To: Friends and Family
For those who wanted to hear more about Netarts:
In this same spirit of egalitarianism, the beaches in Oregon belong to everyone.
Netarts is an unincorporated town with small neighborhoods scattered on either side of the highway. The town covers about 2.6 square miles at an elevation of 69 feet above sea level, although my house couldn’t be more than 30. There are370 households and 750 people, many of whom aren’t full-time residents.
My meanderings revealed a microcosm of egalitarianism with homes that included trailers at the Big Spruce trailer park, faded beach cottages like mine, a variety of upscale designer dwellings, and everything in between. For example, at the corner of Holly Heights Avenue and the main road is a ramshackle and overgrown turquoise house. Yesterday, my heart jumped at the sight of man in flannel sitting under the sagging porch roof with an arrow through his head. A closer look revealed it was a mannequin. Today, the fellow is sporting a green wool scarf and rakish fedora. At the top of Holly Heights hill is a row of upscale condos with oversized garages, a southerly view over Netarts Bay at the Pacific, and a beautifully manicured commons area.
Most of the towns I passed through on my way up the coast were tourist meccas. But even with its spectacular view of the sea and the pristine beaches, Netarts remains just a quiet town with ordinary people doing quiet ordinary things.
The air is so pure that when I walked past the deli this morning, the exhaust from an idling car made me nauseous. When a man all spiffy and fashionable in layers of fleece and Gortex came out of the deli juggling coffee and a muffin while speaking urgently on his cell phone and motioning to the woman in the car to open his door, I felt jarred by an alien energy. Instead of becoming more reflective, as planned, I feel myself, how shall I say it?—fading. Like an old beach house, beloved by several generations who always keep swearing they should come here more often.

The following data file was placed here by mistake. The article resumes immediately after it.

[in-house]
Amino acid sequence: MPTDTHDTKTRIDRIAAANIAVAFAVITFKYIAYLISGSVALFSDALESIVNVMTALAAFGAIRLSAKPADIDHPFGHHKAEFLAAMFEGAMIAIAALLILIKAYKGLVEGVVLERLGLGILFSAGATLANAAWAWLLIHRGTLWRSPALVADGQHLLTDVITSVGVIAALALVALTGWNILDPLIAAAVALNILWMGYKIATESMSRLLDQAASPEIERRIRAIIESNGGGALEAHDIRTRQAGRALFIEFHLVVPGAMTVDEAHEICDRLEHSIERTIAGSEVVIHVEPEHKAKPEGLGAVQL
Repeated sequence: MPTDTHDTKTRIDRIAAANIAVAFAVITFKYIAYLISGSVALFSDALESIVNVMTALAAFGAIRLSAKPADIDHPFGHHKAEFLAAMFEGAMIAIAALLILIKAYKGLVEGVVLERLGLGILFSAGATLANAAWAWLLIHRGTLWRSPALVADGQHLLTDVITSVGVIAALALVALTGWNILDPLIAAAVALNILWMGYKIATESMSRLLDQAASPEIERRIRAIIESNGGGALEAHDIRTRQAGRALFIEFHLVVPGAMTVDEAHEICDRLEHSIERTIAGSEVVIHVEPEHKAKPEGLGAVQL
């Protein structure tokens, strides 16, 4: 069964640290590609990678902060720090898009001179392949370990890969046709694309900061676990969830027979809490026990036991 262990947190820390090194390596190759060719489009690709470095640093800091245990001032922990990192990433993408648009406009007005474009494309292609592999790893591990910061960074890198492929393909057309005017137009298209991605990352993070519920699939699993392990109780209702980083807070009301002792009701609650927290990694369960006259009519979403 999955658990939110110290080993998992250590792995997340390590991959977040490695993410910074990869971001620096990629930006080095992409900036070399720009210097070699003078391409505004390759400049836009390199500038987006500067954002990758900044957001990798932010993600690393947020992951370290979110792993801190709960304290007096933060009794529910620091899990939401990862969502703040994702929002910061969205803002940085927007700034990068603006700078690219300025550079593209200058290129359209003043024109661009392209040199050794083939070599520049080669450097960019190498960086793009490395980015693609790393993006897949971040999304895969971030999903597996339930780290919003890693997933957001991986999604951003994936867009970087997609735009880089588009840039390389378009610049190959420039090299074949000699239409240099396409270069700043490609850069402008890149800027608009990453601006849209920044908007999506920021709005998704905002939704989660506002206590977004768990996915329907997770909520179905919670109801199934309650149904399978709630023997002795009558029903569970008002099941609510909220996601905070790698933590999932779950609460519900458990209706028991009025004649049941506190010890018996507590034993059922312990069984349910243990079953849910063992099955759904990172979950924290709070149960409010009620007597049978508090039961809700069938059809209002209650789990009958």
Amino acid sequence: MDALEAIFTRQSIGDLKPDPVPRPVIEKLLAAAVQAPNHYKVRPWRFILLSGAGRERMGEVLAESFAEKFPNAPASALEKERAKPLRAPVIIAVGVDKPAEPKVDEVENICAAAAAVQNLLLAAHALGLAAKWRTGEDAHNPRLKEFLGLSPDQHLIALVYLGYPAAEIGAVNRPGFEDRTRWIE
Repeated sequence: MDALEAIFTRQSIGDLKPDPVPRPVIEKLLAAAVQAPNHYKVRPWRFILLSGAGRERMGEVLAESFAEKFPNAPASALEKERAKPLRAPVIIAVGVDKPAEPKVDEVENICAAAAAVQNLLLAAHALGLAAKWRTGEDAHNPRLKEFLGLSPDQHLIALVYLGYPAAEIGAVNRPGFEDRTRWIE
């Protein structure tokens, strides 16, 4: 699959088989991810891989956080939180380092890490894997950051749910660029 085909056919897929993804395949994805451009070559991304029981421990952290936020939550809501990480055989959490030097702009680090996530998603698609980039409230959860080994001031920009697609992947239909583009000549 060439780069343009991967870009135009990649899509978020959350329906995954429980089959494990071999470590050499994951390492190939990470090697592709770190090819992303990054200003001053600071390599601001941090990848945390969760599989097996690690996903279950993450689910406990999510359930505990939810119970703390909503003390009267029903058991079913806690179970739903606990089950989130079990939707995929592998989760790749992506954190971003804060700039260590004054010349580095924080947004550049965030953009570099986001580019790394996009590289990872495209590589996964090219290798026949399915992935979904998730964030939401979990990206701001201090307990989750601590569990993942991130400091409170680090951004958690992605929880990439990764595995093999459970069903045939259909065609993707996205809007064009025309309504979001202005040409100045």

This morning I was trying to decide if I’m going inward or dropping out. No conclusion. For now, there is only this place.
Simple as life here is, though, the place is not without irony—take, for instance, Happy Camp, a beach site for tourists that is also an officially designated tsunami hazard area. Barring the arrival of a hundred foot wave, there’s no way to convey the peace here where everything floats on the sound of the sea.
Following my walking tour, I stopped at the post office inside the Netarts Grocery for some stamps and to inquire about how I might receive mail since there’s no delivery on my street. The post office is a small beige room, more like a wide hallway, just past the ice cream freezers lining the front of the grocery. At the end of the wall of post office boxes is a Dutch door with a counter extending outward from the lower half. Lounging on the counter was Lugs, the resident cat, you will recall as President of the Netarts Chamber of Commerce.
|Lugs in front of the Sea Lion Motel|